GRIP, Internships Abroad Learning to Speak Legalese in Chinese

July 26, 2021
By Angela Shen, Huntsman '24

Grandall Law Firm - Beijing, China

“Do you speak Chinese?” One of the first questions out of my interviewer’s mouth as I looked dutifully at his image on my phone screen, still mentally rehearsing the interview answers I had prepared ahead of time.

I had expected this question about my language proficiency, and I quickly responded in the affirmative. What I did not expect was how quickly my interviewer and soon-to-be supervisor switched from English to fluid Mandarin, describing in-depth the legal projects I would eventually be assigned. Was I familiar with foreign trade policy? Could I read through a prospectus for a Chinese company planning to launch an initial public offering in the United States?

I had never used my Mandarin language skills in a professional setting before, and I was excited about the challenge. Pen and notebook in hand, I desperately transcribed as much of the conversation as possible in a written jumble of Chinese and English. I resolved myself to look up and learn every new phrase of Mandarin legalese or business-speak that I would be exposed to by my supervisors and coworkers at Grandall Law Firm (国浩律师事务所), where I am now officially interning.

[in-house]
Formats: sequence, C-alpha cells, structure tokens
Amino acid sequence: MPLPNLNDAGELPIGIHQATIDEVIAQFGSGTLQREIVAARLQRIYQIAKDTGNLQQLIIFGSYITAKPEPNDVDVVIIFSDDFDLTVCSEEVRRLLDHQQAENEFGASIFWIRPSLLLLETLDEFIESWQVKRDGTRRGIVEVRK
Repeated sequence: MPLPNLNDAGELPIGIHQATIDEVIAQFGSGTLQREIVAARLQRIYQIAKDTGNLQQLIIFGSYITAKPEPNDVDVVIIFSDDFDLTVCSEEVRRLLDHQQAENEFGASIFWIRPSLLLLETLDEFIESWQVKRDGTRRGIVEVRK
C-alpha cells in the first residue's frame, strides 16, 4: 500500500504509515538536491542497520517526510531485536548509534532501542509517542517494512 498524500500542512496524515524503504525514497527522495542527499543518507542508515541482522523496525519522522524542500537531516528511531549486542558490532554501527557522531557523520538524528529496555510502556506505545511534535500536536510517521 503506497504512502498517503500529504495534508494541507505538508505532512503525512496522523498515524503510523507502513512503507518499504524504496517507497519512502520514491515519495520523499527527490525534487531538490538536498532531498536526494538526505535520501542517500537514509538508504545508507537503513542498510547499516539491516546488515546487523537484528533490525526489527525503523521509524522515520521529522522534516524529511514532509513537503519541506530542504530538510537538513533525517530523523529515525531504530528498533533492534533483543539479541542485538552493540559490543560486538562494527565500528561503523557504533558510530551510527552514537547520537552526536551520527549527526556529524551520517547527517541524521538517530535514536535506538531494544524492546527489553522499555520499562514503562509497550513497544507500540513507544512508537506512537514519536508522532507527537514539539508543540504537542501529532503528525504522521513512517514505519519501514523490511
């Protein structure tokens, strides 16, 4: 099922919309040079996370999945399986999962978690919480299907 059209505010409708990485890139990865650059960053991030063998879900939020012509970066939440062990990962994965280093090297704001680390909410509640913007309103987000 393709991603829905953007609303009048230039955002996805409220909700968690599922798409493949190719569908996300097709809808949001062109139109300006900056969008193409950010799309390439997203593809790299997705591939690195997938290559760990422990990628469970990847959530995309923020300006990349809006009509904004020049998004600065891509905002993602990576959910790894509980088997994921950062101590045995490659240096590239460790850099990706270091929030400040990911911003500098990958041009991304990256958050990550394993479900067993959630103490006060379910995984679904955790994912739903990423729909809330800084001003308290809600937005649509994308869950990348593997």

My newly expanded Mandarin vocabulary helps me use my internship as an opportunity to hone my ability to create real-world impact through law and public policy. Over hours of work at home or in my local library, I have studied the fundamentals of American intellectual property law to share with my supervisors; I have developed my skill at structuring and recording legal research; I have learned the rules governing the behavior of internet service providers like Amazon.

Throughout my research, I am fascinated by the subtle and complex ways that national and international laws influence every aspect of daily life, regardless of where a person lives. Although the words used to describe each idea might be different—“跨境电商” rather than “international e-commerce,” or “知识产权” rather than “intellectual property rights”—these concepts, often intimidating at first, play a role in every American (or Chinese) citizen’s absent-minded scrolling through Instagram (or WeChat) and online shopping binges on Amazon (or Alibaba).

When I originally applied to GRIP: Law and International Affairs in Beijing, I hoped for an immersive professional and living experience through which I could build upon my Chinese linguistic and cultural proficiency to understand the complexities of China’s economic and political context. Although my dreams of wandering the streets of Beijing have been replaced by the cold reality of my laptop screen and a twelve-hour time difference, I have still found opportunities to learn more about China’s language and culture and investigate how policies and laws function, not only in China, but around the world.


The Global Research and Internship Program (GRIP) provides outstanding undergraduate and graduate students the opportunity to intern or conduct research abroad for 8 to 12 weeks over the summer. Participants gain career-enhancing experience and global exposure that is essential in a global workforce.